AK - Bering Sea Elders discuss recent changes in the Arctic
For the first time, indigenous communities living around the Bering Sea were invited to share their perspectives of the changing Arctic for the 2019 edition of NOAA’s annual Arctic Report Card.
Over the past 2 1/2 decades, as greenhouse gas emissions have continued to soar, the Arctic has warmed about twice as much as global temperatures, according to NOAA’s 2019 Arctic Report Card. This phenomenon, termed Arctic amplification, is having dramatic effects on the region.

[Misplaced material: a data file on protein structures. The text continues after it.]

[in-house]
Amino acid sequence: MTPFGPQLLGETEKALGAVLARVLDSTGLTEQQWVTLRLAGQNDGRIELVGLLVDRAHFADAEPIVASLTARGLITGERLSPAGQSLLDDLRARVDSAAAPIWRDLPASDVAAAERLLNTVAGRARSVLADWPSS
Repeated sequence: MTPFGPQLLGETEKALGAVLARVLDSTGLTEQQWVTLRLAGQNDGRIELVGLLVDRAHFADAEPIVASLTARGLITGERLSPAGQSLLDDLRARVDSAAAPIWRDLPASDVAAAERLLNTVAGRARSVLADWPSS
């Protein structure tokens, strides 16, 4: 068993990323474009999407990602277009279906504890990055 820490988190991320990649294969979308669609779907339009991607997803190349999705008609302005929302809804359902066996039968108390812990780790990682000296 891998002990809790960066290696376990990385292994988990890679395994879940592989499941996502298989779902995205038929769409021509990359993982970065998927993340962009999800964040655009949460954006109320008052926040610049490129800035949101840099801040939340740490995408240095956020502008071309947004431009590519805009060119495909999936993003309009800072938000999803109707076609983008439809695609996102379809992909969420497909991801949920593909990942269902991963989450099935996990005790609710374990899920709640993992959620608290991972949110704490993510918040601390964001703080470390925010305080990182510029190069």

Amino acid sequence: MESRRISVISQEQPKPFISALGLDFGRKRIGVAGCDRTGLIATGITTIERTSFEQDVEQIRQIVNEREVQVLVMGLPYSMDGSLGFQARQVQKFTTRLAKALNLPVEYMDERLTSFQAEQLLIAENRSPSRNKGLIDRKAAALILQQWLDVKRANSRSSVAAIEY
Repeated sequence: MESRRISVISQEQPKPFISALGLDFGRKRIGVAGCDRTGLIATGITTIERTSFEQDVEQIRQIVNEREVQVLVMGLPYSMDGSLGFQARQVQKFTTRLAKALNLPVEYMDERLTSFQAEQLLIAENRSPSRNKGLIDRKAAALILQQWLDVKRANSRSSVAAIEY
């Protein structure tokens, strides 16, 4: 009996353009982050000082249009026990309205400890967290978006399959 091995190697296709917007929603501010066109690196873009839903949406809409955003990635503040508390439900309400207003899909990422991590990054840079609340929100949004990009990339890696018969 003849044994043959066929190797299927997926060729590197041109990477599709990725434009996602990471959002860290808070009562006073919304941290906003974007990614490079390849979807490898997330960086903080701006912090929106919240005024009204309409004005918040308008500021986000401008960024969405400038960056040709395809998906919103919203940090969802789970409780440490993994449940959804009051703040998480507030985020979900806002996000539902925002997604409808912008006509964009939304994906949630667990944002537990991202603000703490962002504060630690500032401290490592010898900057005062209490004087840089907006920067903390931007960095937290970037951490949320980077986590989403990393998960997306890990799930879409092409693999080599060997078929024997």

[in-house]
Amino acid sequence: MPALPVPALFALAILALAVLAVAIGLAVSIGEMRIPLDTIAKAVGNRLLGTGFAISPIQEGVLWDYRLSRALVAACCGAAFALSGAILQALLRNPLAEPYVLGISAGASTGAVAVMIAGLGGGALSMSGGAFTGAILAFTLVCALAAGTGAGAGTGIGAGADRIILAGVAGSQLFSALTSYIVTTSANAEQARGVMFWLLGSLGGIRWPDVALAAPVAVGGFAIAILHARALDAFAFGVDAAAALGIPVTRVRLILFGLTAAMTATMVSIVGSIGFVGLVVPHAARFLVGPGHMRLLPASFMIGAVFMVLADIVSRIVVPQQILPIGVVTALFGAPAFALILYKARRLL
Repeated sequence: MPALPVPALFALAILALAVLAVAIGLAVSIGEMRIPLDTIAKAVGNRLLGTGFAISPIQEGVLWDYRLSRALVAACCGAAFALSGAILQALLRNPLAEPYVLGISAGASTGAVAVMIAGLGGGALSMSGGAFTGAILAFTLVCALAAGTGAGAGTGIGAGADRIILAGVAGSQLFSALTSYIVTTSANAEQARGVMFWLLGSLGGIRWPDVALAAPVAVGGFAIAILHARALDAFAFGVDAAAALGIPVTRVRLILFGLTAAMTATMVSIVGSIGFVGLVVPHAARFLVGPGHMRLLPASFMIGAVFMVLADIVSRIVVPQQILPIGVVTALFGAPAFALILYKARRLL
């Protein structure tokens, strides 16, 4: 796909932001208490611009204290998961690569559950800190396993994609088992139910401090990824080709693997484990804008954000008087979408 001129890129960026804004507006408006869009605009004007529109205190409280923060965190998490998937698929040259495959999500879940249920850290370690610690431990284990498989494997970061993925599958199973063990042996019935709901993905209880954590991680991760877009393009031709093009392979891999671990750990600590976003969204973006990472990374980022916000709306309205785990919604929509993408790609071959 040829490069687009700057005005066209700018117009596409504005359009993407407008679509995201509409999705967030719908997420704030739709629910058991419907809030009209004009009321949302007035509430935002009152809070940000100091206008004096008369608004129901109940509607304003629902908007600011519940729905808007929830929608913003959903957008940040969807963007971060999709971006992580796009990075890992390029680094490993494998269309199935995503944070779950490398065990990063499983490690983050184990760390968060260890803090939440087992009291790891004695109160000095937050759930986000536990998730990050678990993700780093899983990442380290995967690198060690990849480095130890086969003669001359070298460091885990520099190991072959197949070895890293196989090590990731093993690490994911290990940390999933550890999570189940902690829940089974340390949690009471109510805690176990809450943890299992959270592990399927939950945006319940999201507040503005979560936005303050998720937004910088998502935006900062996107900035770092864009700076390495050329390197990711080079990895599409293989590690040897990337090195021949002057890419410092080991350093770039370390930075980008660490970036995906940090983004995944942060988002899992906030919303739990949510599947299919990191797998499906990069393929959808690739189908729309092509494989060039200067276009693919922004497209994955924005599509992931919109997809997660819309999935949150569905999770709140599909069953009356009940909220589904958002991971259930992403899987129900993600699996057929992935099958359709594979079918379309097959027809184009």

In September 2019, for the first time during the preparation of the annual report, members of indigenous communities were invited to share their experiences of the changes taking place in the Arctic. The participants came from eight communities located in the Bering Sea region, and the stories they told are harrowing.
The loss of sea ice is perhaps one of the starkest consequences of climate change. In their contribution to the Arctic Report Card, the Bering Sea Elders noted:
In the northern Bering Sea, sea ice used to be present with us for eight months a year. Today, we may only see three or four months with ice. We are used to generally assessing our ice thickness in feet, but now we are often looking at inches, even in the middle of winter.